In my latest video interview, Monisha reveals her favorite app for organizing your closet. You can watch it here!

Here are some of Monisha’s top tips: Read more

How To Be More Productive This Fall

It’s September, which means colder temperatures, warmer drinks and the leaves are going to be changing color. It’s also the time when kids go back to school and everyone at the office is done with their summer vacation.

Many  of us will probably have to wait until Thanksgiving or Christmas for our next vacation days. Looking at the long months ahead can mean feeling blue about the status of your career or how much enjoyment you get from your job.

In August, we were all treated to the wholesome tale of Cassie Semyon, also known as the “blue dress girl” seen sprinting out of the Paul Manafort trial to deliver the verdict to her newsroom.

The NBC News intern’s eagerness caused her to become a viral internet sensation. As I watched the video my first thought was, “Wow! Remember when you cared that much about your job?!”

It’s not that long ago that I was a fresh-faced enthusiastic intern, excited by the world of news producing. Reigniting that passion I once felt was one of the reasons I quit my job to start my own business  and help experts get better at being interviewed whether is on camera or in print.

Your message deserves the media’s attention. So how do you get out there in a bigger way? I’ve got you covered. Sign up here to get my free “Checklist to Become a Go-To Media Expert.”

If you’re feeling a bit down about your job you too can reignite your passion for it! It’s simple.

Look at your job through the eyes of your intern

It’s one of my most classic pieces of advice. I always encourage people to think about how excited they were on the first day of their job.

One of my favorite things to do during my time at Fox News Channel  was to show my interns around for the first time. They are always in awe of all the equipment in the control room, the buzz in the newsroom and the energy in the studio.

It’s easy to forget these things when you’re walking in there every day. Make sure you don’t take your awesome space and career for granted. Take a moment to be more like Cassie Semyon and get excited about it. (Although if space in your workplace is limited I wouldn’t recommend running around!)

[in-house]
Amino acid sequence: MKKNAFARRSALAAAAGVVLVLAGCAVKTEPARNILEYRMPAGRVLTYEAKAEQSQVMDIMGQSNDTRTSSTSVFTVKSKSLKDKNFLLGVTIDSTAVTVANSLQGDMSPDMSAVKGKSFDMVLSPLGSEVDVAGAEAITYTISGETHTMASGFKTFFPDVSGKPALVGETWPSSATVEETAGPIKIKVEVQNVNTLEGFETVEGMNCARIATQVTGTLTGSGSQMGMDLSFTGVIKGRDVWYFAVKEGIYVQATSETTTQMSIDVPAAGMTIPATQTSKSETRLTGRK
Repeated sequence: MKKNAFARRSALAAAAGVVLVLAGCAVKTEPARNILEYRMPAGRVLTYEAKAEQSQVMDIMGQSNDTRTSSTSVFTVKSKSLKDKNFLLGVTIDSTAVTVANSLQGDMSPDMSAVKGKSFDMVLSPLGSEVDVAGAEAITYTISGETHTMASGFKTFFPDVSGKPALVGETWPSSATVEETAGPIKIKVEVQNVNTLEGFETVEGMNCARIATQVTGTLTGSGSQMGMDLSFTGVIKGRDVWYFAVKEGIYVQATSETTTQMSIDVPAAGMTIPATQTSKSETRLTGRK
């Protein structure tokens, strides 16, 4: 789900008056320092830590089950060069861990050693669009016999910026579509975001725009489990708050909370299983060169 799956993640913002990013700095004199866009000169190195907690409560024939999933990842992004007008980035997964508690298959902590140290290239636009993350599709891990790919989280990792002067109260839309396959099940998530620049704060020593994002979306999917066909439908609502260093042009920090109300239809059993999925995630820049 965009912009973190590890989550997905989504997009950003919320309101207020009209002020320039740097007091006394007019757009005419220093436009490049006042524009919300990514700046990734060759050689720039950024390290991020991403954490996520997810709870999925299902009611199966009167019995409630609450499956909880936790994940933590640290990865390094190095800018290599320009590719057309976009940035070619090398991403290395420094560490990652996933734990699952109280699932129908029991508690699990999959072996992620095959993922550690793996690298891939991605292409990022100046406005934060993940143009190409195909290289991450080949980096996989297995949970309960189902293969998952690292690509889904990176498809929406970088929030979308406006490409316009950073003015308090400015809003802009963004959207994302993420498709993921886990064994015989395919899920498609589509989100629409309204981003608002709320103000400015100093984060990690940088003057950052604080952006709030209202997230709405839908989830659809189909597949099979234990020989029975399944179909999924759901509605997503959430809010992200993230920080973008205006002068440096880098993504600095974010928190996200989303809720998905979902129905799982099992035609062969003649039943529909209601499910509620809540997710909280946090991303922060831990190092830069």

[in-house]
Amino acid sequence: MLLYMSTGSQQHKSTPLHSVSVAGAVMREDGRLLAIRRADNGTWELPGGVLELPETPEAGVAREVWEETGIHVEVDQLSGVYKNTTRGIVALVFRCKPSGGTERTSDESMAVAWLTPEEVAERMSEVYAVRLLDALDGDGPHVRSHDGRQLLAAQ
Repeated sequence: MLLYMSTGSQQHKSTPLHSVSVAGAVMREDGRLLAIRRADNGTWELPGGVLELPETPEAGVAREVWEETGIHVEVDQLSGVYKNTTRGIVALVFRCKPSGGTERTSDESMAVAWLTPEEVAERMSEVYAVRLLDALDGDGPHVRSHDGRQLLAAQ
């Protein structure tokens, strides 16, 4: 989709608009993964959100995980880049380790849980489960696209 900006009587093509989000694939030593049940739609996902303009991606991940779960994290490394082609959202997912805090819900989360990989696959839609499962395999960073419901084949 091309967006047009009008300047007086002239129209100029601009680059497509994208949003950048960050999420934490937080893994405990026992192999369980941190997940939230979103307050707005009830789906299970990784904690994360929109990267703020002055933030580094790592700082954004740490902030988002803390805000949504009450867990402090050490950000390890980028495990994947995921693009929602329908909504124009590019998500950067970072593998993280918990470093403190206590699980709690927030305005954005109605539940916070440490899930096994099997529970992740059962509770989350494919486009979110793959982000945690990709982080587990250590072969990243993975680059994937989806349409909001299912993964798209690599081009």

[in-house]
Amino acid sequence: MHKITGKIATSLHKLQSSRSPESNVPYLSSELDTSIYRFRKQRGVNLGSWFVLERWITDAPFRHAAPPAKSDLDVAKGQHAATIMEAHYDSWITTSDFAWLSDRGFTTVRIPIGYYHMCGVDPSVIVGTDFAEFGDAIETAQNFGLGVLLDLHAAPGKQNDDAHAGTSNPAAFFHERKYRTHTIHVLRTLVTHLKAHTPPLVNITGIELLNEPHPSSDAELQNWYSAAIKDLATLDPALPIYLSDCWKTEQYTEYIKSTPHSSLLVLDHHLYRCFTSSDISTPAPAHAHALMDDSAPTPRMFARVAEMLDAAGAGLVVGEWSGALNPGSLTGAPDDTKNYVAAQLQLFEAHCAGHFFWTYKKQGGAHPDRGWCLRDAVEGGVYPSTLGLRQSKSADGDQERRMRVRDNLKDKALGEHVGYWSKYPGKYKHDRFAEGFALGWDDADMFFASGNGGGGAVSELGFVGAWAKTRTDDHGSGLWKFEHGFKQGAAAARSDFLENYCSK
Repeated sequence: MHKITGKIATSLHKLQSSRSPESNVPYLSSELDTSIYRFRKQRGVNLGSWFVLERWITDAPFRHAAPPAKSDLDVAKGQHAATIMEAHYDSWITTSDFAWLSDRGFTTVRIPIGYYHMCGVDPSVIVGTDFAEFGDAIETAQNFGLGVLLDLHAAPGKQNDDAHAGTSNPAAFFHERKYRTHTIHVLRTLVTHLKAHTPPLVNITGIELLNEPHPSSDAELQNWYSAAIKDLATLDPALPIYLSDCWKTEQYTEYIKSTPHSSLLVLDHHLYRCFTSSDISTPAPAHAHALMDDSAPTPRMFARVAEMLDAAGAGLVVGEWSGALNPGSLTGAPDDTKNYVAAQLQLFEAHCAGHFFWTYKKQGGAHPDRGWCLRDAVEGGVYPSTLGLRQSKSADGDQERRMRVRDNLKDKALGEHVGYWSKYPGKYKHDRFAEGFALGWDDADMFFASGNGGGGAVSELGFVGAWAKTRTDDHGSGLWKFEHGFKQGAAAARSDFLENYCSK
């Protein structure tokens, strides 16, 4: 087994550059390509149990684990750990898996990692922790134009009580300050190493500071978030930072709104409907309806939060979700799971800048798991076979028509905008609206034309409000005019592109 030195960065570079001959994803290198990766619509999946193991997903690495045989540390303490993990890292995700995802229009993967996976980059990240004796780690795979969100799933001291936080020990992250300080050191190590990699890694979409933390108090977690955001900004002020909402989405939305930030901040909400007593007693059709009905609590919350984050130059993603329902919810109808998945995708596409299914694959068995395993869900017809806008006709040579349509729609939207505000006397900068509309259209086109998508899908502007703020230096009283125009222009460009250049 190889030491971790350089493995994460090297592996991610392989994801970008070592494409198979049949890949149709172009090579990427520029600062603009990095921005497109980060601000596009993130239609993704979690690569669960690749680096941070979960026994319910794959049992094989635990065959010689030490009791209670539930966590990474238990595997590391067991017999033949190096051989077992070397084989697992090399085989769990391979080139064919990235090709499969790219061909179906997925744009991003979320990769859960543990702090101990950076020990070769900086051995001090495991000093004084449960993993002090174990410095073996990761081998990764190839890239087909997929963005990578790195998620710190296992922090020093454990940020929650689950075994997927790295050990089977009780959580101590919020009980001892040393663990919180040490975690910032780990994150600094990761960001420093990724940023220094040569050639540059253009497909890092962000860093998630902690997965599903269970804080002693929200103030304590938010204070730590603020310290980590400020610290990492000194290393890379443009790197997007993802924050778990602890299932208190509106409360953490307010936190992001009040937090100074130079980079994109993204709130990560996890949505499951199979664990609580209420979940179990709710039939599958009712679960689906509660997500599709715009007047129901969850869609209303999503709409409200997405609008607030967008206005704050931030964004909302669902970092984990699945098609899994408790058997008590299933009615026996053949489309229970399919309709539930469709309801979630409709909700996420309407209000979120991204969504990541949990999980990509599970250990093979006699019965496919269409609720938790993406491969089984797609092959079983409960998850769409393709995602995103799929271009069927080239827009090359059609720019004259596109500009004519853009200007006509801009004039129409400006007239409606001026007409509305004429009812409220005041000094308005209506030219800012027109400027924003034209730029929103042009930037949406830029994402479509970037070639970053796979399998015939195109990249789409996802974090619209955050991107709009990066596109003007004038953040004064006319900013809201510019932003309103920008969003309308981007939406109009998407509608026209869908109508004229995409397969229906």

Maybe it’s time for a change

If you’re still struggling to find any enthusiasm for your workplace, it might be time to start looking elsewhere. Dust off your resume  and start checking in with your contacts for any good openings.

Or maybe, like me, you could think about making the step into entrepreneurship!. Becoming my own boss has been one of the biggest challenges I’ve faced, but also one of the most rewarding.

What are you doing this fall to re-energize or rejuvenate yourself?

Forget FOMO and Embrace the “Joy of Missing Out”

You’ve probably heard of the term FOMO or “fear of missing out” – possibly in the context of someone making fun of millenials who say things like “I can’t believe I’m not going to Coachella this year I have so much FOMO”.

But it’s not just millennials who have this problem!

I used to get FOMO and it drove me a little crazy.

I couldn’t say no to any networking event or opportunity without feeling that if I didn’t go I would not only miss out, but be negatively affecting my business or the launch of my book.

We have this weirdly held belief among entrepreneurs that just around the corner is our big break or big meeting that can turn everything around. We just have to go to enough events or connect with the right people to find it.

It’s technically true but it can drive you insane. Or in my case make your appendix burst.

It’s time we started to admit the truth. Read more